Jane Peters



Aim The study aimed to explore maternal perceptions and the use of knowledge relating to their infant’s mental health over time using qualitative longitudinal research. Background There has been a growing interest in infant mental health over recent years. Much of this interest is directed through the lens of infant determinism, through knowledge regarding neurological development resulting in biological determinism. Research and policy in this field are directed toward individual parenting behaviours, usually focused on the mother. Despite this, there is little attention given to maternal perspectives of infant mental health, indicating that a more innovative approach to methodology is required. Methods This study took a qualitative longitudinal approach, and interviews were undertaken with seven mothers from the third trimester of pregnancy and then throughout the first year of the infant’s life. Interviews were conducted at 34 weeks of pregnancy, and then when the infant was 6 and 12 weeks, 6, 9, and 12 months, alongside the collection of researcher field notes—a total of 41 interviews. Data were analysed by creating case profiles, memos, and summaries, and then cross-comparison of the emerging narratives. A psycho-socially informed approach was taken to the analysis of data. Findings Three interrelated themes emerged from the data: evolving maternal identity, growing a person, and creating a safe space. The theme of evolving maternal identity dominated the other themes of growing a person and creating a safe space in a way that met perceived socio-cultural requirements for mothering and childcare practices. Participants’ personal stories give voice to their perceptions of the developing maternal-infant relationship in the context of their socio-cultural setting, relationships with others, and experiences over time. Conclusions This study adds new knowledge by giving mothers a voice to express how the maternal-infant relationship develops over time. The findings demonstrate how the developing maternal-infant relationship grows in response to their mutual needs as the mother works to create and sustain identities for herself and the infant that will fit within their socio-cultural context and individual situations. Additionally, the findings illustrate the importance of temporal considerations, social networks, and intergenerational relationships to this evolving process. Recommendations for practice, policy, and education are made that reflect the unique relationship between mother and infant and the need to conceptualise this using an ecological approach.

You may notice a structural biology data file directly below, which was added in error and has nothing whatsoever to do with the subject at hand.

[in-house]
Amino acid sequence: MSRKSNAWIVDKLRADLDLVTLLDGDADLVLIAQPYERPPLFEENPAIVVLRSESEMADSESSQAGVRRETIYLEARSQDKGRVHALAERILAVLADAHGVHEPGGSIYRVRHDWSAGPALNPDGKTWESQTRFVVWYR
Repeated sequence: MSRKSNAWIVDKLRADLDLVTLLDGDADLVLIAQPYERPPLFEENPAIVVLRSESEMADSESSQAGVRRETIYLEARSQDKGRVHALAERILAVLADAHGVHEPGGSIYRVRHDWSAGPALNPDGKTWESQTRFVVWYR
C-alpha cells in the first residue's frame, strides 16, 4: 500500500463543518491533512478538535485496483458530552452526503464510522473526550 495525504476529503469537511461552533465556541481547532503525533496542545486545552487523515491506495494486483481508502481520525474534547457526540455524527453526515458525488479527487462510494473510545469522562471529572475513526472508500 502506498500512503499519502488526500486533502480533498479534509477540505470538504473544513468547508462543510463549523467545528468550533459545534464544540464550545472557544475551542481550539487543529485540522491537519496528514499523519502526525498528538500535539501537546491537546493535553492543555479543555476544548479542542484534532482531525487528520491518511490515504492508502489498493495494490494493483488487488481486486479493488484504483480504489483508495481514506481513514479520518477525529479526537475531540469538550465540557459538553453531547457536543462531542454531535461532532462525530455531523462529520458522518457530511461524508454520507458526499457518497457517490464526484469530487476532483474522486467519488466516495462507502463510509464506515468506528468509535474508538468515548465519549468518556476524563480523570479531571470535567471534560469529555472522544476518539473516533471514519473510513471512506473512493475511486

Document Type


Publication Date